Close to one million Alabamians receive some level of Medicaid service, mostly children, the disabled and the elderly.
The new work requirement plan would require approval by the federal Centers for Medicare and Medicaid Services (CMS). The Alabama Medicaid Agency has not yet submitted the proposal to CMS.
The agency accepted public comments through April 2 and will incorporate a summary of those in its proposal to CMS, Medicaid spokeswoman Robin Rawls said.
Many of the responses from individuals came through online surveys set up by the Southern Poverty Law Center and Alabama Arise, which oppose the plan. Most of those individual responses were in opposition to the plan.
Among the organizations that sent in comments opposing the plan were the Alabama Hospital Association, the Medical Association of the State of Alabama, the Alabama Diabetes Association, the Leukemia and Lymphoma Society, the Epilepsy Foundation of Alabama, the Arthritis Foundation, the American Lung Association in Alabama, the ARC of Alabama and the Alabama Disabilities Advocacy Program.
Dr. Don Williamson, president of the Alabama Hospital Association, wrote that the plan would effectively penalize work, would be costly to implement and would require hospitals and doctors to provide more uncompensated care as people lose their Medicaid coverage.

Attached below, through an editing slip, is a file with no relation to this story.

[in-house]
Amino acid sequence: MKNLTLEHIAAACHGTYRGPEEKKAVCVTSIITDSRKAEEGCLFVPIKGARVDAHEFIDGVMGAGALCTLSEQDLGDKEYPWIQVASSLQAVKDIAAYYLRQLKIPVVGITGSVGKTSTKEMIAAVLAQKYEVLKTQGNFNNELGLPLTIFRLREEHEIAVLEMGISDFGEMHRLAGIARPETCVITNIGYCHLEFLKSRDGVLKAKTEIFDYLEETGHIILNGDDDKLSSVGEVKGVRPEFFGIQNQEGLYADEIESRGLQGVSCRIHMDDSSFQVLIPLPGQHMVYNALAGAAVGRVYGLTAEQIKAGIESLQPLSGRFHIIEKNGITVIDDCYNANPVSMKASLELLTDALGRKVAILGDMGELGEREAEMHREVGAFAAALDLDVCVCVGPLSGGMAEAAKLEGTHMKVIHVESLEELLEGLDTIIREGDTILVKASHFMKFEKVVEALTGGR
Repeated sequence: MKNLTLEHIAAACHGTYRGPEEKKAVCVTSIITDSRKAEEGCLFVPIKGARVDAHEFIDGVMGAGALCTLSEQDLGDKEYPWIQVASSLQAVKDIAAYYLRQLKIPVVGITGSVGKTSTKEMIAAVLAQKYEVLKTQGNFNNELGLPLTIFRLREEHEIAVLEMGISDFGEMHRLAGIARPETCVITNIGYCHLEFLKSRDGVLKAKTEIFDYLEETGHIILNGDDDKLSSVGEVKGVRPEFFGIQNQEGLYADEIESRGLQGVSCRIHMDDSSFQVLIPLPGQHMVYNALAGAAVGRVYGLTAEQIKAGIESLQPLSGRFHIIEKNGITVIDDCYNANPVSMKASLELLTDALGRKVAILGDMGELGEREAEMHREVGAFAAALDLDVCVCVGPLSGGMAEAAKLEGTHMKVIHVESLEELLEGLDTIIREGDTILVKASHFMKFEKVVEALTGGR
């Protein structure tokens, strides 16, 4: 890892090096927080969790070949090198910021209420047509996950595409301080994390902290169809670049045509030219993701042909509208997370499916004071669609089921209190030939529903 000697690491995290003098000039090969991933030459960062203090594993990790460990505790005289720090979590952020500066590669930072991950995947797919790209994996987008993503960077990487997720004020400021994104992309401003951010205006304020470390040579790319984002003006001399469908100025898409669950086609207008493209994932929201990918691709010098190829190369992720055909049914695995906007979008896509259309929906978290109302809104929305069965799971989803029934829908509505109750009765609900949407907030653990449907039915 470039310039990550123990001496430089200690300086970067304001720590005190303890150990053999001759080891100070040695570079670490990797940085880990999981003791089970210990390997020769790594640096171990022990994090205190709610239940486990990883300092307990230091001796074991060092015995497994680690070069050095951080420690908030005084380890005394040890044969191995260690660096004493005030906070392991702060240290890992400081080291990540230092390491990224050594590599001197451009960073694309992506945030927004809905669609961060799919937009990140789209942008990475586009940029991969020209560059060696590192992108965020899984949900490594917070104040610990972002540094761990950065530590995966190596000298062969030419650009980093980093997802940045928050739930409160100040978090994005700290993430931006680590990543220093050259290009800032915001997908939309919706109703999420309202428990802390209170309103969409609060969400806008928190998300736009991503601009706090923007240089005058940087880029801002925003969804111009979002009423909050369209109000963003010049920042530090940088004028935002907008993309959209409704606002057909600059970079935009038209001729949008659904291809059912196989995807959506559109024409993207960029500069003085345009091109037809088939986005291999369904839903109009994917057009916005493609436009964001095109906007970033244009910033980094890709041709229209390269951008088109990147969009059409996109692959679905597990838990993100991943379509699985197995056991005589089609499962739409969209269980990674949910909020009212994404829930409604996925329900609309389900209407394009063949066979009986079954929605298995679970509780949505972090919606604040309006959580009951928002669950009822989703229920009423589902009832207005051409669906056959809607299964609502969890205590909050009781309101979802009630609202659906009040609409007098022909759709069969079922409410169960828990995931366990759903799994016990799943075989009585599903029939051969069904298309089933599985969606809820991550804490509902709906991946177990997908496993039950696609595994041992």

The Alabama Policy Institute wrote in support of the plan, saying work requirements are critical to the sustainability of Medicaid and to preserve resources for those truly in need.
Some of the individual commenters were also supportive.
“I am seventy years old, I raised my son by myself, I only had a GED. I never got any help from anyone. I paid the rent, utilities, bought food, clothes, paid doctor bills. I never received food stamps or anything! If you want to you can do it by yourself.”
But another wrote:
“This proposal is wrong and mean. As I understand it, a family would not qualify for Medicaid unless the parent(s) work. But if they only earn minimum wage at a part-time job they also would not qualify. Alabama can do better than this for our poorest citizens.”